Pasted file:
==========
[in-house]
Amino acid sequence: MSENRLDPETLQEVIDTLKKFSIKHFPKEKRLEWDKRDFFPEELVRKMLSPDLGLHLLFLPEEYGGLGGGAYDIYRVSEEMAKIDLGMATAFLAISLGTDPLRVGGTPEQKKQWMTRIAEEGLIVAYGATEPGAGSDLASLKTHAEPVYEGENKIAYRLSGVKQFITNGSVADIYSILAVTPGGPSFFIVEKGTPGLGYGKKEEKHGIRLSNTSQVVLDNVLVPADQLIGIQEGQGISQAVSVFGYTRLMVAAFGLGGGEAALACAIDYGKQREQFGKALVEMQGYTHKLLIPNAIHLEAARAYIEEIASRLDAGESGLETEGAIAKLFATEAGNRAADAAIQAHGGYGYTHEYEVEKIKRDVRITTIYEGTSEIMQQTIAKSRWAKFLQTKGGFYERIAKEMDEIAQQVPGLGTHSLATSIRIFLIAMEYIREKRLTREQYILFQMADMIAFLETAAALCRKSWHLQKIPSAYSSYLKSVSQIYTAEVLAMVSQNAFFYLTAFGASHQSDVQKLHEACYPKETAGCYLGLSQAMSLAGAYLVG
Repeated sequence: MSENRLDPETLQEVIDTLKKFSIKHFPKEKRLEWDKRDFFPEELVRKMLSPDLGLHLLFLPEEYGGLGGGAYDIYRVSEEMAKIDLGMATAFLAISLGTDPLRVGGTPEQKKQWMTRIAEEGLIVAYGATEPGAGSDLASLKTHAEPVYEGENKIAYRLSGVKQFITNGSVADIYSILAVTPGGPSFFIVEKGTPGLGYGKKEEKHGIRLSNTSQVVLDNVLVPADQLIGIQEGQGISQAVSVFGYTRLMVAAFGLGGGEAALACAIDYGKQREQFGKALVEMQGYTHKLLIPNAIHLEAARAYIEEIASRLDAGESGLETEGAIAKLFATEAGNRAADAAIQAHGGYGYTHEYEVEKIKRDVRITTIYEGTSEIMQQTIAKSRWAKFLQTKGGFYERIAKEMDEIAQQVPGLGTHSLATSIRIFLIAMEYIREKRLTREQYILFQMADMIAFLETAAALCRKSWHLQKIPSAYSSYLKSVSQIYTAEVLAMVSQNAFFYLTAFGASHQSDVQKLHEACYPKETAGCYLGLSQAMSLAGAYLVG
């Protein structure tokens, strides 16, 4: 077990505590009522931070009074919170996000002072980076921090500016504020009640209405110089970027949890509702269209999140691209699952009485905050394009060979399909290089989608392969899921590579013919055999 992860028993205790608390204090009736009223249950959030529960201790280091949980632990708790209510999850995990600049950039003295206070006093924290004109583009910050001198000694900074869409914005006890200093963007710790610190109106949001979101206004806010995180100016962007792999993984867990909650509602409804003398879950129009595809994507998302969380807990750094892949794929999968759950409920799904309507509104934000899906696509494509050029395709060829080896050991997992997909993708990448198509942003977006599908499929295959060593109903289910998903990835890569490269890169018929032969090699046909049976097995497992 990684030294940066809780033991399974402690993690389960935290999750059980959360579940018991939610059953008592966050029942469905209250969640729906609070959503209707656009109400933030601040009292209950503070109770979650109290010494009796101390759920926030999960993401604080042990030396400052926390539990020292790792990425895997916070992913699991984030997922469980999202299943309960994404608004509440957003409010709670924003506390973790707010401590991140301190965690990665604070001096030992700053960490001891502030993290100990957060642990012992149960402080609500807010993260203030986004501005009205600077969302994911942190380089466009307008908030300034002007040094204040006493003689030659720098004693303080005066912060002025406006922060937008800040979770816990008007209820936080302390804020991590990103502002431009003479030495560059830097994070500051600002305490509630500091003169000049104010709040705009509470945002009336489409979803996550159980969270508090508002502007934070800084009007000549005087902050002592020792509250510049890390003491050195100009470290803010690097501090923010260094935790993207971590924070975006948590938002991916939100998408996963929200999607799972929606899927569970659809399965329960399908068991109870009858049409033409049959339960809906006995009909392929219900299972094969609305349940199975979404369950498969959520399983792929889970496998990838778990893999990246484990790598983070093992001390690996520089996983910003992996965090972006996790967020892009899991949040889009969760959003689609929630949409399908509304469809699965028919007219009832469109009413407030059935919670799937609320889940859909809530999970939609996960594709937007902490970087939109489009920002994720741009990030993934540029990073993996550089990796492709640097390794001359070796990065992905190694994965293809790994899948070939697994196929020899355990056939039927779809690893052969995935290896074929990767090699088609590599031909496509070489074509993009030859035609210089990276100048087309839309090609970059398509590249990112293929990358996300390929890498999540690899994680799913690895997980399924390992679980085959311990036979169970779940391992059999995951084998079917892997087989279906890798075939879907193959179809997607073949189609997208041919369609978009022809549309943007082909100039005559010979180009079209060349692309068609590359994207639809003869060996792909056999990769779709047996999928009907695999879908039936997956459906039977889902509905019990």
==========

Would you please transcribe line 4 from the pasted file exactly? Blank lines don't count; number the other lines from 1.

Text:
């Protein structure tokens, strides 16, 4: 077990505590009522931070009074919170996000002072980076921090500016504020009640209405110089970027949890509702269209999140691209699952009485905050394009060979399909290089989608392969899921590579013919055999 992860028993205790608390204090009736009223249950959030529960201790280091949980632990708790209510999850995990600049950039003295206070006093924290004109583009910050001198000694900074869409914005006890200093963007710790610190109106949001979101206004806010995180100016962007792999993984867990909650509602409804003398879950129009595809994507998302969380807990750094892949794929999968759950409920799904309507509104934000899906696509494509050029395709060829080896050991997992997909993708990448198509942003977006599908499929295959060593109903289910998903990835890569490269890169018929032969090699046909049976097995497992 990684030294940066809780033991399974402690993690389960935290999750059980959360579940018991939610059953008592966050029942469905209250969640729906609070959503209707656009109400933030601040009292209950503070109770979650109290010494009796101390759920926030999960993401604080042990030396400052926390539990020292790792990425895997916070992913699991984030997922469980999202299943309960994404608004509440957003409010709670924003506390973790707010401590991140301190965690990665604070001096030992700053960490001891502030993290100990957060642990012992149960402080609500807010993260203030986004501005009205600077969302994911942190380089466009307008908030300034002007040094204040006493003689030659720098004693303080005066912060002025406006922060937008800040979770816990008007209820936080302390804020991590990103502002431009003479030495560059830097994070500051600002305490509630500091003169000049104010709040705009509470945002009336489409979803996550159980969270508090508002502007934070800084009007000549005087902050002592020792509250510049890390003491050195100009470290803010690097501090923010260094935790993207971590924070975006948590938002991916939100998408996963929200999607799972929606899927569970659809399965329960399908068991109870009858049409033409049959339960809906006995009909392929219900299972094969609305349940199975979404369950498969959520399983792929889970496998990838778990893999990246484990790598983070093992001390690996520089996983910003992996965090972006996790967020892009899991949040889009969760959003689609929630949409399908509304469809699965028919007219009832469109009413407030059935919670799937609320889940859909809530999970939609996960594709937007902490970087939109489009920002994720741009990030993934540029990073993996550089990796492709640097390794001359070796990065992905190694994965293809790994899948070939697994196929020899355990056939039927779809690893052969995935290896074929990767090699088609590599031909496509070489074509993009030859035609210089990276100048087309839309090609970059398509590249990112293929990358996300390929890498999540690899994680799913690895997980399924390992679980085959311990036979169970779940391992059999995951084998079917892997087989279906890798075939879907193959179809997607073949189609997208041919369609978009022809549309943007082909100039005559010979180009079209060349692309068609590359994207639809003869060996792909056999990769779709047996999928009907695999879908039936997956459906039977889902509905019990």